U.S. job openings, hiring point to sluggish labor market recovery
 

Related Articles

Add a Comment

Comment Guidelines

We encourage you to use comments to engage with other users, share your perspective and ask questions of authors and each other. However, in order to maintain the high level of discourse we’ve all come to value and expect, please keep the following criteria in mind:  

  •            Enrich the conversation, don’t trash it.

  •           Stay focused and on track. Only post material that’s relevant to the topic being discussed. 

  •           Be respectful. Even negative opinions can be framed positively and diplomatically. Avoid profanity, slander or personal attacks directed at an author or another user. Racism, sexism and other forms of discrimination will not be tolerated.

  • Use standard writing style. Include punctuation and upper and lower cases. Comments that are written in all caps and contain excessive use of symbols will be removed.
  • NOTE: Spam and/or promotional messages and comments containing links will be removed. Phone numbers, email addresses, links to personal or business websites, Skype/Telegram/WhatsApp etc. addresses (including links to groups) will also be removed; self-promotional material or business-related solicitations or PR (ie, contact me for signals/advice etc.), and/or any other comment that contains personal contact specifcs or advertising will be removed as well. In addition, any of the above-mentioned violations may result in suspension of your account.
  • Doxxing. We do not allow any sharing of private or personal contact or other information about any individual or organization. This will result in immediate suspension of the commentor and his or her account.
  • Don’t monopolize the conversation. We appreciate passion and conviction, but we also strongly believe in giving everyone a chance to air their point of view. Therefore, in addition to civil interaction, we expect commenters to offer their opinions succinctly and thoughtfully, but not so repeatedly that others are annoyed or offended. If we receive complaints about individuals who take over a thread or forum, we reserve the right to ban them from the site, without recourse.
  • Only English comments will be allowed.

Perpetrators of spam or abuse will be deleted from the site and prohibited from future registration at Investing.com’s discretion.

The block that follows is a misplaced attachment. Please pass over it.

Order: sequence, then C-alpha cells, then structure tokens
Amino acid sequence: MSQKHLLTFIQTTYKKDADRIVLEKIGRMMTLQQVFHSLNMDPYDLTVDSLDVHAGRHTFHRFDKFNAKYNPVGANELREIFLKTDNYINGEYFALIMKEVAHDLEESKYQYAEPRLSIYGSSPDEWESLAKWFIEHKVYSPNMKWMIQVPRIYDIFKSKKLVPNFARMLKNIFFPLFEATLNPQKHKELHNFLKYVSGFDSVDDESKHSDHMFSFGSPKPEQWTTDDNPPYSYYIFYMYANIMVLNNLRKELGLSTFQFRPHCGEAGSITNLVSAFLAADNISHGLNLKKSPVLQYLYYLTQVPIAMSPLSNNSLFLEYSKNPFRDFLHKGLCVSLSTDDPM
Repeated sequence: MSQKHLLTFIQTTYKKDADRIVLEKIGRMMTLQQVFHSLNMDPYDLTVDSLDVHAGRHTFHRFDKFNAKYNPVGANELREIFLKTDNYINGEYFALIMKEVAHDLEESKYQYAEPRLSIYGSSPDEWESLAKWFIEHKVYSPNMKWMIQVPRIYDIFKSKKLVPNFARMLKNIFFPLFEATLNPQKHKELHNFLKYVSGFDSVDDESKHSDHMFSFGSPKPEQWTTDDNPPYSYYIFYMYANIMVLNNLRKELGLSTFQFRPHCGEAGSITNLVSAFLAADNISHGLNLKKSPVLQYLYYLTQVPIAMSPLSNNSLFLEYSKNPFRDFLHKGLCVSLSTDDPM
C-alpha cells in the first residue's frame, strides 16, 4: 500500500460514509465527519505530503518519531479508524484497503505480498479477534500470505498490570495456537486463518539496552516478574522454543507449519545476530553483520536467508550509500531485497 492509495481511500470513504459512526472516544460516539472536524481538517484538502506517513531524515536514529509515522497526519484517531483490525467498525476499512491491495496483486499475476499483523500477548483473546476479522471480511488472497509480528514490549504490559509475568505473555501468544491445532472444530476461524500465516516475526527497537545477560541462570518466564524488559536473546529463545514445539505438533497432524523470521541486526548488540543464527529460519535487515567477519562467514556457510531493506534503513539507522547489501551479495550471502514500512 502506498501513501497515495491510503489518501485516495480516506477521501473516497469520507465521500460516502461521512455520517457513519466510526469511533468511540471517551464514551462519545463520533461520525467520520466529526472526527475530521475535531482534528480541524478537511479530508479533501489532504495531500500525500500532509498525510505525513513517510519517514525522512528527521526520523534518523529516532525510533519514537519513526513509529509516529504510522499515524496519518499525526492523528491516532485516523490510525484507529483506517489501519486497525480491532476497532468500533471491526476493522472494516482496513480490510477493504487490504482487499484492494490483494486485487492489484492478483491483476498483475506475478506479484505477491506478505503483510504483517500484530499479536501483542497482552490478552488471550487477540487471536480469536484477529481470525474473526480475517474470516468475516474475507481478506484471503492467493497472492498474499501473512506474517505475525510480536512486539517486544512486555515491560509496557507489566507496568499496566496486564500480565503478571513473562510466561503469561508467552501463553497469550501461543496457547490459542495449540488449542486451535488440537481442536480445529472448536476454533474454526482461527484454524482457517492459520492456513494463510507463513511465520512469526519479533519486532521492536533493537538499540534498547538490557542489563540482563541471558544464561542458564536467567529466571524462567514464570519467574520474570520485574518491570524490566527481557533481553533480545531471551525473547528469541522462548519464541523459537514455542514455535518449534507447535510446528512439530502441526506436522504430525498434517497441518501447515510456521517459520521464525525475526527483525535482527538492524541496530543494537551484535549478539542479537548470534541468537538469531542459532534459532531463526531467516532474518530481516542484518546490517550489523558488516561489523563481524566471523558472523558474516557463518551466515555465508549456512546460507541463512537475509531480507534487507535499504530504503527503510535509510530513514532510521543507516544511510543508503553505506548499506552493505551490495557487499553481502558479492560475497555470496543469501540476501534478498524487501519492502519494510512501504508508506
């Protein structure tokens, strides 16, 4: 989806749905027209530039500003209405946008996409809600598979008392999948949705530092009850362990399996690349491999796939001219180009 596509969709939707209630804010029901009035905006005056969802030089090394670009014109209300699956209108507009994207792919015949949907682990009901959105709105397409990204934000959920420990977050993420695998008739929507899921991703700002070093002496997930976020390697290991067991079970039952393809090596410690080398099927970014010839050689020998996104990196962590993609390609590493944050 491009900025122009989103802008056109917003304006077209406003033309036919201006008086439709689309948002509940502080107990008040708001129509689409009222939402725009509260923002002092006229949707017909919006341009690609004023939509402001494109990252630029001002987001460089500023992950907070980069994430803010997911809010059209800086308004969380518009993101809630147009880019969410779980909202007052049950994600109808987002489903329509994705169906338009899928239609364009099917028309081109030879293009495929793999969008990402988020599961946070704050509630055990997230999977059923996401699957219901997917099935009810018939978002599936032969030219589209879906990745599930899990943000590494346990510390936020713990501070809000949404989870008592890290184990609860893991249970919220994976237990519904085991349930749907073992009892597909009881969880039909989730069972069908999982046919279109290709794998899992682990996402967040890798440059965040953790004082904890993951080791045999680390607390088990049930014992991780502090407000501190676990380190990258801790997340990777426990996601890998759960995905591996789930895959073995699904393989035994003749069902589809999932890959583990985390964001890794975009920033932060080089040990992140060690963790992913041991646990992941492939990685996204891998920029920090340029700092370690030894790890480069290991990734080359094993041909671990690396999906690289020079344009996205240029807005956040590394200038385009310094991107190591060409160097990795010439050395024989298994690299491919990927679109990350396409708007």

Write your thoughts here
 
Are you sure you want to delete this chart?
 
Post
Post also to:
 
Replace the attached chart with a new chart ?
1000
Your ability to comment is currently suspended due to negative user reports. Your status will be reviewed by our moderators.
Please wait a minute before you try to comment again.
Thanks for your comment. Please note that all comments are pending until approved by our moderators. It may therefore take some time before it appears on our website.
Comments (2)
Musical Critic
Musical Critic Nov 10, 2020 2:05PM ET
Saved. See Saved Items.
This comment has already been saved in your Saved Items
October and entire winter will be much worse.. Let's pray it doesn't take yoo many lives...
perplexed76 .
perplexed76 . Nov 10, 2020 10:38AM ET
Saved. See Saved Items.
This comment has already been saved in your Saved Items
September? who cares about september if the second wave started at the end of october?
 
Are you sure you want to delete this chart?
 
Post
 
Replace the attached chart with a new chart ?
1000
Your ability to comment is currently suspended due to negative user reports. Your status will be reviewed by our moderators.
Please wait a minute before you try to comment again.
Add Chart to Comment
Confirm Block

Are you sure you want to block %USER_NAME%?

By doing so, you and %USER_NAME% will not be able to see any of each other's Investing.com's posts.

%USER_NAME% was successfully added to your Block List

Since you’ve just unblocked this person, you must wait 48 hours before renewing the block.

Report this comment

I feel that this comment is:

Comment flagged

Thank You!

Your report has been sent to our moderators for review
Disclaimer: Fusion Media would like to remind you that the data contained in this website is not necessarily real-time nor accurate. All CFDs (stocks, indexes, futures) and Forex prices are not provided by exchanges but rather by market makers, and so prices may not be accurate and may differ from the actual market price, meaning prices are indicative and not appropriate for trading purposes. Therefore Fusion Media doesn`t bear any responsibility for any trading losses you might incur as a result of using this data.

Fusion Media or anyone involved with Fusion Media will not accept any liability for loss or damage as a result of reliance on the information including data, quotes, charts and buy/sell signals contained within this website. Please be fully informed regarding the risks and costs associated with trading the financial markets, it is one of the riskiest investment forms possible.
Continue with Google
or
Sign up with Email